Die Nacht Der Lebenden Toten. Hendrik Hegray

Posted in zines on April 22nd, 2022
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Die Nacht Der Lebenden Toten
Hendrik Hegray
02.2019

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AIDS: You Can’t Catch It Holding Hands. Niki de Saint Phalle. The Lapis Press

Posted in Artist Book, illustration on April 20th, 2022
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Provides the facts on how AIDS can and can’t be transmitted, and how to prevent the spread of this disease, in the form of a letter from a mother to her son.

Condition: fine. Minor shelf wear and signs of age.

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Spells: 21st-Century Occult Poetry. Sarah Shin, Rebecca Tamas (Eds.). Ignota Books

Posted in books, poetry on April 19th, 2022
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Spells are poems; poetry is spelling.

Spell-poems take us into a realm where words can influence the universe.

Spells brings together thirty-six contemporary voices exploring the territory where justice, selfhood and the imagination meet the transformative power of the occult. These poems unmake the world around them, so that it might be remade anew.

Contributors: Kaveh Akbar, Rachael Allen, Nuar Alsadir, Khairani Barokka, Emily Berry, A.K. Blakemore, Jen Calleja, Vahni Capildeo, Kayo Chingonyi, Elinor Cleghorn, CAConrad, Nia Davies, Kate Duckney, Livia Franchini, Will Harris, Caspar Heinemann, Lucy Ives, Rebecca May Johnson, Bhanu Kapil, Amy Key, Daisy Lafarge, Dorothea Lasky, Ursula K. Le Guin, Francesca Lisette, Canisia Lubrin, Karen McCarthy Woolf, Lucy Mercer, Hoa Nguyen, Rebecca Perry, Nat Raha, Nisha Ramayya, Ariana Reines, Sophie Robinson, Erica Scourti, Dolly Turing, Jane Yeh.

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Neology Issue 37. Christian Egger, Christian Kosmas Mayer, Yves Mettler, Magda Tóthová, Alexander Wolff (Eds.). ztscrpt

Posted in art, Journals, writing on April 18th, 2022
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Featuring contributions by Grossi Maglioni, Christian Egger, Michiel Huijben & Harriet Foyster, Brittany Tucker, Gong Zhang, Geoffrey Garrison, Michaela Eichwald, Eugenia Lai, Alix Eynaudi, Monika Grabuschnigg, Carina Luksik, Steven Warwick, Mirjam Thomann.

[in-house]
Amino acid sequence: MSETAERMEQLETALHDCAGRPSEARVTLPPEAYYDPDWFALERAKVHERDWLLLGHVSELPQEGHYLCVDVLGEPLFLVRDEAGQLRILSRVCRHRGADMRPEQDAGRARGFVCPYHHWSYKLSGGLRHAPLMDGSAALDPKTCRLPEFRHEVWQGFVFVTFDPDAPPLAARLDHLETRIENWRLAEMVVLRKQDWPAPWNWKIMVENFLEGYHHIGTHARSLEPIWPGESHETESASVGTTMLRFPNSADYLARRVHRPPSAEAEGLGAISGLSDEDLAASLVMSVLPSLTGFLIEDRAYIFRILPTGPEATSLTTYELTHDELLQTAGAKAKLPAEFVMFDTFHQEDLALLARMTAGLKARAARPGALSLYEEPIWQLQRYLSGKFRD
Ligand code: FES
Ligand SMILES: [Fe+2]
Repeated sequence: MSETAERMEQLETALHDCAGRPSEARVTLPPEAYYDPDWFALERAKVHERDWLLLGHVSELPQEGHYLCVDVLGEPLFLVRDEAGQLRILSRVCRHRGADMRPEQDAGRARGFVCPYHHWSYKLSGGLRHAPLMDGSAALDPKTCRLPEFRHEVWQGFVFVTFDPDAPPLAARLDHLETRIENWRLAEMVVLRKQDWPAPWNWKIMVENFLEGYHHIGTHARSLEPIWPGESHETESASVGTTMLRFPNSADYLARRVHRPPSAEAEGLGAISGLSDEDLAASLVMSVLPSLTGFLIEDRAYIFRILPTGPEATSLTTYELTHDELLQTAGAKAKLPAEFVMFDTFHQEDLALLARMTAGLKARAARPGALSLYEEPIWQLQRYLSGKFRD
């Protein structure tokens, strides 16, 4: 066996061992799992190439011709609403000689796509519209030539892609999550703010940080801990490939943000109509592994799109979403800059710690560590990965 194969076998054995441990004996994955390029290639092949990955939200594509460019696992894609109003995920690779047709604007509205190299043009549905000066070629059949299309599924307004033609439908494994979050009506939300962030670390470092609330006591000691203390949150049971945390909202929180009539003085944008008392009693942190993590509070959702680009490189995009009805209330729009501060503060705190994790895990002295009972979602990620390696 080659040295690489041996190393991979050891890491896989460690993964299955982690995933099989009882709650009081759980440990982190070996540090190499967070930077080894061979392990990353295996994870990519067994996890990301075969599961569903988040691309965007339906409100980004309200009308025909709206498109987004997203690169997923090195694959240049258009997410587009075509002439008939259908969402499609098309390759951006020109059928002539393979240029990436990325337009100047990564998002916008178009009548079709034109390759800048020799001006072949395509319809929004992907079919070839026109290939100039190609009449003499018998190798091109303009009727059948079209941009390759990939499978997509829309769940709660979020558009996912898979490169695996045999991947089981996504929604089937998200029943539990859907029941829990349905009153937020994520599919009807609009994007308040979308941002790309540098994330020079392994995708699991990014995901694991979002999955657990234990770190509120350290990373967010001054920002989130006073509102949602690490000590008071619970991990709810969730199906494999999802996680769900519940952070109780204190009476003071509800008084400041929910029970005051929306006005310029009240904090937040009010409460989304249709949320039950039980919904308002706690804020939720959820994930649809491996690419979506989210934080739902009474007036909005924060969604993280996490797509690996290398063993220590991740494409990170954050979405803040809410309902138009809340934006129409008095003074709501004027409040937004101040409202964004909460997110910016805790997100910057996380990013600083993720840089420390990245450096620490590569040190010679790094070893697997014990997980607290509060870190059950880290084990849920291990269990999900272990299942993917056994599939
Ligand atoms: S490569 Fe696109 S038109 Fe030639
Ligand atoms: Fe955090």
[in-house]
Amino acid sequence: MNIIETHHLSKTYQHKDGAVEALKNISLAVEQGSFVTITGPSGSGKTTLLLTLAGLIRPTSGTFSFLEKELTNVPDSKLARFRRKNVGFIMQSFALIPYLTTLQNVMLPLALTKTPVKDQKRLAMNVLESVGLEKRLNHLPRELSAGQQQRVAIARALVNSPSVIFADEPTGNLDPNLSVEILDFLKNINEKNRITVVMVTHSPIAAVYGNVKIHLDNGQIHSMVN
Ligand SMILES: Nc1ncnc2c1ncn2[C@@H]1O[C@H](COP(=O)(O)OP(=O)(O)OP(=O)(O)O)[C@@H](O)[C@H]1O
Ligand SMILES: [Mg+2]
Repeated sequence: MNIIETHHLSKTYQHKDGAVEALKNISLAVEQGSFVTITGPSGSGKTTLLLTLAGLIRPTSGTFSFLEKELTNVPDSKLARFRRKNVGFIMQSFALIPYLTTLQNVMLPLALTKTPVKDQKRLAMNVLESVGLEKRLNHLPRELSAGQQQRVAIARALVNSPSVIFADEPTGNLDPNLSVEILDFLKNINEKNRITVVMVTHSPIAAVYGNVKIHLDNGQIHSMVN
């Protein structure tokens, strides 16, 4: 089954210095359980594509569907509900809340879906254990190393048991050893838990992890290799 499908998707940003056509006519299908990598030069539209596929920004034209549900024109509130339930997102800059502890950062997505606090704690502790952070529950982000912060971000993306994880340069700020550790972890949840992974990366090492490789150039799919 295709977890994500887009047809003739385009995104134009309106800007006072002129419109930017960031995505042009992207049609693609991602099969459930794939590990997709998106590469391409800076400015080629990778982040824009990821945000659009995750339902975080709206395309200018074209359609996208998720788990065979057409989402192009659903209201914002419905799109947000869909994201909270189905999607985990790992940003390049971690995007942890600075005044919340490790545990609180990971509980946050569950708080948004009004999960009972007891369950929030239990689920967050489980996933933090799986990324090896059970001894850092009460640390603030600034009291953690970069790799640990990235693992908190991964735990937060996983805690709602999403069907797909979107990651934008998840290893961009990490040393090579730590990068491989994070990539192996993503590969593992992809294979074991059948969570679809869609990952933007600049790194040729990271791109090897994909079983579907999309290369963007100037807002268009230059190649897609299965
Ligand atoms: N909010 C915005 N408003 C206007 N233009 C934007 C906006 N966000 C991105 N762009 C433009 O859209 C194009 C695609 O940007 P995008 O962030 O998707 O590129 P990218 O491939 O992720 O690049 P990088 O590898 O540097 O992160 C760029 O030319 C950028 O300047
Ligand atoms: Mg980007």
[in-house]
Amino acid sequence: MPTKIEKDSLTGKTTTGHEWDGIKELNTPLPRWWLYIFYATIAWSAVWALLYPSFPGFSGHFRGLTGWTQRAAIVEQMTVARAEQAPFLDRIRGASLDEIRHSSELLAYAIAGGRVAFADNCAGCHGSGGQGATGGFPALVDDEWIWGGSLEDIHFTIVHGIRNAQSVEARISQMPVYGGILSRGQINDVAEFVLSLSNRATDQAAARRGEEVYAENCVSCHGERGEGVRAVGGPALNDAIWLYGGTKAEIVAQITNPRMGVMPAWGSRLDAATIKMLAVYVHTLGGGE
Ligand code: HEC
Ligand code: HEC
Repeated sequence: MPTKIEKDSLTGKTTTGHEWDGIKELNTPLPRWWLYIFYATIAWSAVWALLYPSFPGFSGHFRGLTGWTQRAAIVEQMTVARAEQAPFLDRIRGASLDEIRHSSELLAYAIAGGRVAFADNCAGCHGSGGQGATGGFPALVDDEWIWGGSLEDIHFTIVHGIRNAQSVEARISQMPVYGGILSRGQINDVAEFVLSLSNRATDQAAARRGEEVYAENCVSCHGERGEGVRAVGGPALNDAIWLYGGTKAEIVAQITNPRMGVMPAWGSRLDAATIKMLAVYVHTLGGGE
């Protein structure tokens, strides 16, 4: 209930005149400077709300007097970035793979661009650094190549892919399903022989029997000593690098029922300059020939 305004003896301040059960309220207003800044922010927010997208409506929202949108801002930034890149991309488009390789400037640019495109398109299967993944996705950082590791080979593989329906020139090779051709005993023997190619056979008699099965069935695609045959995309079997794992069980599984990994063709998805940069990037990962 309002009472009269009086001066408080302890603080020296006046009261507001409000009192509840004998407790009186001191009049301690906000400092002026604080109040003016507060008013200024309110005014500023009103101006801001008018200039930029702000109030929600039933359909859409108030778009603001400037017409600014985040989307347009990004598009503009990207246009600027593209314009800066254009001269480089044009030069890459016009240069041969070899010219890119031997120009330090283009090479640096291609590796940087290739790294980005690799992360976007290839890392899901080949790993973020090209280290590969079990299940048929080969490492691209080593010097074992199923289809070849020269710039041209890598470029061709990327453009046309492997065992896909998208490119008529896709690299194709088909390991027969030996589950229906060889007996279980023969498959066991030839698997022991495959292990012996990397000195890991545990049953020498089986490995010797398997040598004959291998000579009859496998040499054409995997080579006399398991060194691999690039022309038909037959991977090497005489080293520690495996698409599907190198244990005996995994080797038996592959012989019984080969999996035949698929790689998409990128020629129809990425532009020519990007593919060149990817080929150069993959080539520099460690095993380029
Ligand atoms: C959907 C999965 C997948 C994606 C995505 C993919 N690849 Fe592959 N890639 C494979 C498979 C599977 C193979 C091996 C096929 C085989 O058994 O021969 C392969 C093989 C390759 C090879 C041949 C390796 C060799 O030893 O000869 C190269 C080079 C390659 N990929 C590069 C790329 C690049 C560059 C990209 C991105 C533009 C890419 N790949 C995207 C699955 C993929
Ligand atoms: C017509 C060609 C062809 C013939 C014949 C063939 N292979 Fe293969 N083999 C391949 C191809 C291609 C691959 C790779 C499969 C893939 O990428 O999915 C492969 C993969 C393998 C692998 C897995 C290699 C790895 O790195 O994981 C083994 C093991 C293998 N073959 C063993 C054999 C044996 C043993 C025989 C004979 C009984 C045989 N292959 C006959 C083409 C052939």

Edited and published by: Christian Egger, Christian Kosmas Mayer, Yves Mettler, Magda Tóthová, Alexander Wolff.

Chicago, Times, Plotter, Helvetica, DIN, Techno, Löhfelm, RR_02, Univers, Tiffany, Circuit, Memphis, Gringo, Zeus, The Mix, Princess Lulu, Pigiarniq, Paper, Libertine, Trixie, Déjà Vu, Auto, Rediviva, Acid, Wanda, Loraine, Hallo, Korpus, Spiegel, Zeitschrift, Fig, Museo, Lisa Fittko and Dyslexie are the 34 issues of the magazine founded in 2002 in Vienna by a group of Austrian, German and Swiss artists.

With 2 to 3 issues a year, the members of the team publish their magazine around their personal encounters and artistic interests.

Each issue present around fifteen contributions, in both texts and images. Artists, writers, scientists and specialists in all kind of fields are invited to contribute and intervene in a sober and efficient layout already acknowledged by the London Design Museum in its exhibition Best European Design 2005.

The focus of the editorial activity is organizing and assembling the contributions, including works and found footage by the editors, in order to create for each issue a strong and beguiling unity, amplified by the use of a different font for each issue. Each issue printed in black and white in an edition of 300 copies, is completed with a color centerfold poster by an internationally recognized artist (Kai Althoff, Elke Krystufek, Daniel Pflumm, Ayse Erkmen, Richard Hawkins, Amelie von Wulffen, Cameron Jamie, Renée Green, Jennifer West, Art & Language, etc…).

Apart of the publishing work, the team organizes for each issue a release party in a specific space, such as a panoramic bar, a wax museum, project spaces, other magazine’s editorial spaces, etc… inviting artists to perform or exhibit.